A major hearing on Capitol Hill this week, with the Caribbean in the spotlight. The focus: the historic Insular Cases.
The Insular Cases are a series of Supreme Court cases grounded in racial discrimination that established a doctrine of “separate and unequal” for residents of U.S. territories, lawmakers say.
The hearing this week on Capitol Hill examines how to make residents of U.S. territories equal to citizens on the mainland. You can watch the full hearing here.
The case is still used today to justify deny territory residents fair taxation, access to federal programs, and even voting rights.
The hearing focused on a bill in congress that would call on the legal system to stop using what they’re calling an unfair set of standards.
Virgin Islands Del. Stacey Plaskett (D) was among those testifying. Among the arguments: the territories pay billions in federal taxes every year, but still lack basic rights Americans in the states have. Plaskett also made the case for her current tax reform bills, to ensure Virgin Islanders seeking Supplemental Security Income – or “S.S.I.” – and to remove caps on other benefits like the earned income tax credit.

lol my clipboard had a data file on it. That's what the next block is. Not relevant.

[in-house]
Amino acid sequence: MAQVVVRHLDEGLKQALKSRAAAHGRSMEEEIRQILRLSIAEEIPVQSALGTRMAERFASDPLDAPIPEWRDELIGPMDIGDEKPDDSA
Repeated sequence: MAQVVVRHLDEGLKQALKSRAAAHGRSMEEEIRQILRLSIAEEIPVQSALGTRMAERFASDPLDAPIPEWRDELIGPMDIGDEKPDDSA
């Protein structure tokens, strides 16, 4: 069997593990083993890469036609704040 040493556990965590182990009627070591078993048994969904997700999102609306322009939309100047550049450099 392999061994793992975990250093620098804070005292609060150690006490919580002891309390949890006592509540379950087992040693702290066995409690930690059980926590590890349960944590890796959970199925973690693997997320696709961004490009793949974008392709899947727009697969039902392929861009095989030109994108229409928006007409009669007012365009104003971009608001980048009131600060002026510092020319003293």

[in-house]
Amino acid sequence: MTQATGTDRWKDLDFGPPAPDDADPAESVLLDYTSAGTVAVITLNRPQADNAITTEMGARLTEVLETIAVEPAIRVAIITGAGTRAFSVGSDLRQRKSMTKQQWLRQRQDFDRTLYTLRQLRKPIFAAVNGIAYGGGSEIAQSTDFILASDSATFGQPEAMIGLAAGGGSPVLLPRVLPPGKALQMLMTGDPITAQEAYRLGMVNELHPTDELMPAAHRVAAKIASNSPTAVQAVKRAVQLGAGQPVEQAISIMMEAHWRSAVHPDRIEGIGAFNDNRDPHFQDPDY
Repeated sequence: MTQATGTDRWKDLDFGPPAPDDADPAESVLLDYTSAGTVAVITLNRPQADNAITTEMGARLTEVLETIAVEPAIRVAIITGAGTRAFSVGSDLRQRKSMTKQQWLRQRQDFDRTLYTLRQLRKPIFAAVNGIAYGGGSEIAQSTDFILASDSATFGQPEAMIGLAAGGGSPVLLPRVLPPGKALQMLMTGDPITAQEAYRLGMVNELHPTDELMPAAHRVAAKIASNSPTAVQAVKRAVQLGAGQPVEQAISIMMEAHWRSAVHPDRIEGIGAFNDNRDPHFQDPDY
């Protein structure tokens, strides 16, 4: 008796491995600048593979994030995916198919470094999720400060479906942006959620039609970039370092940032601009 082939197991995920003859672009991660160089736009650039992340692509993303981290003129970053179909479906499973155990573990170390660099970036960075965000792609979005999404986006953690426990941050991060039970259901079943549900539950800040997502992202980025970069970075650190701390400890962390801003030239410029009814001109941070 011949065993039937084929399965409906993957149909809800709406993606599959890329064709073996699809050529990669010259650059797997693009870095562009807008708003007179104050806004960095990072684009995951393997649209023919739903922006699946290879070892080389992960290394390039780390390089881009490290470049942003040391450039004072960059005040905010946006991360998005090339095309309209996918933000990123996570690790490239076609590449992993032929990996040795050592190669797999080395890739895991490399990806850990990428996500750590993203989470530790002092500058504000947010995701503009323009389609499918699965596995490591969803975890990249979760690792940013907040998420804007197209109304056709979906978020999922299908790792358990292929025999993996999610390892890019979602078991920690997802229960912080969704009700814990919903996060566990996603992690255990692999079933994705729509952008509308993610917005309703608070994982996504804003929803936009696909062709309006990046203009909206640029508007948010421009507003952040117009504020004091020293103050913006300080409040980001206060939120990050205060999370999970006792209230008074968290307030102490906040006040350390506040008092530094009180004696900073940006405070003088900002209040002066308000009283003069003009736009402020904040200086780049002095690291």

“The combined populations of the territories is greater than that of 22 states, and that of the five smallest states combined,” Plaskett said. “It is a central principle of our American democracy that Americans, through their votes, can have a say in their government.”
Puerto Rico’s Resident Commissioner Jenniffer Gonzalez-Colon is a member of the Natural Resources Committee, which hosted the hearing. The island territory is home to 3.3 million residents. They face the same issues Plaskett mentioned, but also are continuing their fight for statehood.
“The Insular Cases… denies democracy and quality and abhorrent bias and have provided a justification for Congress to discriminate against American citizens unfairly and irrationally,” Gonzalez-Colon said.